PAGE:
We’ve got a stockpile of toys and books in several places around the house, and a little chest of drawers and a toddler bed in the back room.
And a trampoline in the backyard.
And a sandbox. And a water table.
And a climbing/sliding playset with a swing.
And yesterday we picked up a second-hand train table.
I could go on.
But here’s the thing: the best part of being a grandmother is the opportunity to leave a legacy. A faith legacy. An example of hope and trust in Jesus, set among a thousand memories of unconditional love.
It’s the parents’ responsibility and privilege to nurture faith in their children first, of course. But how wonderful of God to allow grandparents to have our children’s backs, to support and pray and love our children’s children! It’s an opportunity for our faith to grow and we help to grow faith in our grandchildren.
That’s why Mary Manz Simon’s new book appealed to me as soon as I saw it.Faith Footprints with My Grandchild: 52 Devotions, Activities, and Reflections would make a great Mother’s Day gift for any grandmother who wants to leave a faith legacy. It’s a year of short weekly messages based on Scripture and Mary’s own grandmothering experiences, faith-building activities to do with your grandchild (even faraway ones), and prayers.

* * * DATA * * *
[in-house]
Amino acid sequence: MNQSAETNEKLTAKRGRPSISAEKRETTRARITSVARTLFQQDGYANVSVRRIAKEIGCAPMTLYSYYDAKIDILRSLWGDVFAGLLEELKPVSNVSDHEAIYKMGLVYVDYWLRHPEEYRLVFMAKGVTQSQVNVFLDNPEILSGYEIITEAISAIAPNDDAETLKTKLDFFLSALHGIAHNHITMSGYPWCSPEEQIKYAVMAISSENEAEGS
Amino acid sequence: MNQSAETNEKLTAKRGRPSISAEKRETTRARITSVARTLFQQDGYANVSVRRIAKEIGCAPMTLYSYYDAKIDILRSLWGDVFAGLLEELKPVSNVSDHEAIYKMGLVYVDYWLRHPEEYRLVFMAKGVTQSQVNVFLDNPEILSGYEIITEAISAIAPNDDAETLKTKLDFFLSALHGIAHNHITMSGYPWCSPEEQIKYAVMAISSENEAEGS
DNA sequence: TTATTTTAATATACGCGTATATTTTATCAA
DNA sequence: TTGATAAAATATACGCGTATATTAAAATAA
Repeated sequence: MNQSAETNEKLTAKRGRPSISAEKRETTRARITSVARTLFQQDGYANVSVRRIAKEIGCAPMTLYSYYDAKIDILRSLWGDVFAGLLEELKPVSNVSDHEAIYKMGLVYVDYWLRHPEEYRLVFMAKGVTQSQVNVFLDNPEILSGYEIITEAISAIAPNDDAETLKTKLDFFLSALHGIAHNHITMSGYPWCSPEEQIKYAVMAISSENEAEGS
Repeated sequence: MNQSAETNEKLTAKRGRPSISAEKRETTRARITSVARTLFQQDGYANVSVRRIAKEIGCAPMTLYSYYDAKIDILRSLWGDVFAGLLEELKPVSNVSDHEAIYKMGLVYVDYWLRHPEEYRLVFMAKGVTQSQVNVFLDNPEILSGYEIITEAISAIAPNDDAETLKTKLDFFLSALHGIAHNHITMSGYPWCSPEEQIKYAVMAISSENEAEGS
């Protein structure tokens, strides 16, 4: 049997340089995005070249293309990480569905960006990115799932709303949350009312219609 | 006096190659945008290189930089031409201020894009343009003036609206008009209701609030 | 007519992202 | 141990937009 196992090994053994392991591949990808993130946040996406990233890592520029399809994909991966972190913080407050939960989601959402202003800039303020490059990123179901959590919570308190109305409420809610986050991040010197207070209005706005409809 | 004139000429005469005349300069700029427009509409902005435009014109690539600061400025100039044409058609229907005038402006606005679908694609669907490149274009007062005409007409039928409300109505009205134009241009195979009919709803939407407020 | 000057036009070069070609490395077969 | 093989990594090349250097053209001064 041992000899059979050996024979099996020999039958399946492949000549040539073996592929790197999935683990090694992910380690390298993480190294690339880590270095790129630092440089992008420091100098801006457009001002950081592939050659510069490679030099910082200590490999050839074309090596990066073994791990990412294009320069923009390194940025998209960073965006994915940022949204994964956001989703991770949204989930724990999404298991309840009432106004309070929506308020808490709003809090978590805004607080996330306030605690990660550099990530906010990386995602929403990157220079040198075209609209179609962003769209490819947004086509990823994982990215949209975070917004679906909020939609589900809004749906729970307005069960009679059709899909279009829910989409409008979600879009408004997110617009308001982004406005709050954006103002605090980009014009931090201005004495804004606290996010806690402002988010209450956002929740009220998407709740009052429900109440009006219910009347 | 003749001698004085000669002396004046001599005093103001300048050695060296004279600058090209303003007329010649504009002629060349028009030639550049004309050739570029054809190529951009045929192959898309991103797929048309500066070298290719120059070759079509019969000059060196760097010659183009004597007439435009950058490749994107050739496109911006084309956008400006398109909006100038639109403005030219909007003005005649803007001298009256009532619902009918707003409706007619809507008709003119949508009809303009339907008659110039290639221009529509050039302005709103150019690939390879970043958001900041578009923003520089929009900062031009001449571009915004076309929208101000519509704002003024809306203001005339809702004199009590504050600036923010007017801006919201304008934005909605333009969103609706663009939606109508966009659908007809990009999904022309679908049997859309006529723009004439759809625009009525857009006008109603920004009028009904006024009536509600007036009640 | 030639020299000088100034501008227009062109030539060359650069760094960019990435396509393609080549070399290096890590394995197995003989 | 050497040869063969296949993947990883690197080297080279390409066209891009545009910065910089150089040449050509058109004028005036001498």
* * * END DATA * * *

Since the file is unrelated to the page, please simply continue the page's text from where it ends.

There’s also generous space for journaling to respond to prompts like “When I think about my grandchild’s future, I . . .” and “Knowing that my grandchild is a gift from God to our family means . . . .”
Grandmothering can be challenging at times. Mary acknowledges rocky family relationships, resistant grandkids, and every grandmother’s own personal imperfections, and she encourages us all to persevere with faith and grace.
A grandchild is a gift from God, and the time we give a grandchild is a gift we give ourselves, Mary says. God gives us another opportunity to view life through the eyes of a child, and each day becomes new again. We move further along our own faith journey with Jesus as we seek to leave a legacy of faith for our grandchildren.
Faith Footprints with My Grandchild
Broadstreet Publishing 5 x 0.4 x 7 inches, 160 pages
Dr. Mary Manz Simon is a speaker, parenting specialist, educator, and an award-winning author with more than three million books sold. Mary and her husband have been married more than forty years and have three adult children and five grandsons. Visit her at www.marymanzsimon.com.